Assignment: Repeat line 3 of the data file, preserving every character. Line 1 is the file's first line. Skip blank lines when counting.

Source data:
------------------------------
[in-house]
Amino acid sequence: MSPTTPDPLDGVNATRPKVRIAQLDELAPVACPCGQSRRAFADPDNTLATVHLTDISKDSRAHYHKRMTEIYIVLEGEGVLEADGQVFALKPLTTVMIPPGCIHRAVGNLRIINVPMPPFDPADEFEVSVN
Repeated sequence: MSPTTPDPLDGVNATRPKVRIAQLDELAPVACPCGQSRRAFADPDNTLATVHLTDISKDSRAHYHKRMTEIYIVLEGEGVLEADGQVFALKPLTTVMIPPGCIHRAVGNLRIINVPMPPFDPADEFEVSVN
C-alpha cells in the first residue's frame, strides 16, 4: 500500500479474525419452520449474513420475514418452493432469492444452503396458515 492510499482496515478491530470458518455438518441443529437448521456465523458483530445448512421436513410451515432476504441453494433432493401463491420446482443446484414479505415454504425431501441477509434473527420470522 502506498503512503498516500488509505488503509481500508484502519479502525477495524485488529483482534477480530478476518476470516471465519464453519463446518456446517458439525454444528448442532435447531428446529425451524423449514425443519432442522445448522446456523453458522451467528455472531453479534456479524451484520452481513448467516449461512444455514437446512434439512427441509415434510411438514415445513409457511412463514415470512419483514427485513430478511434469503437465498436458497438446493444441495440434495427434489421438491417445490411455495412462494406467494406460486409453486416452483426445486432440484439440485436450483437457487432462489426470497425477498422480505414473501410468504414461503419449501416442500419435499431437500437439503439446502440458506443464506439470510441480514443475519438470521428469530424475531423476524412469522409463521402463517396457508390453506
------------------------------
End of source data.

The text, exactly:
Repeated sequence: MSPTTPDPLDGVNATRPKVRIAQLDELAPVACPCGQSRRAFADPDNTLATVHLTDISKDSRAHYHKRMTEIYIVLEGEGVLEADGQVFALKPLTTVMIPPGCIHRAVGNLRIINVPMPPFDPADEFEVSVN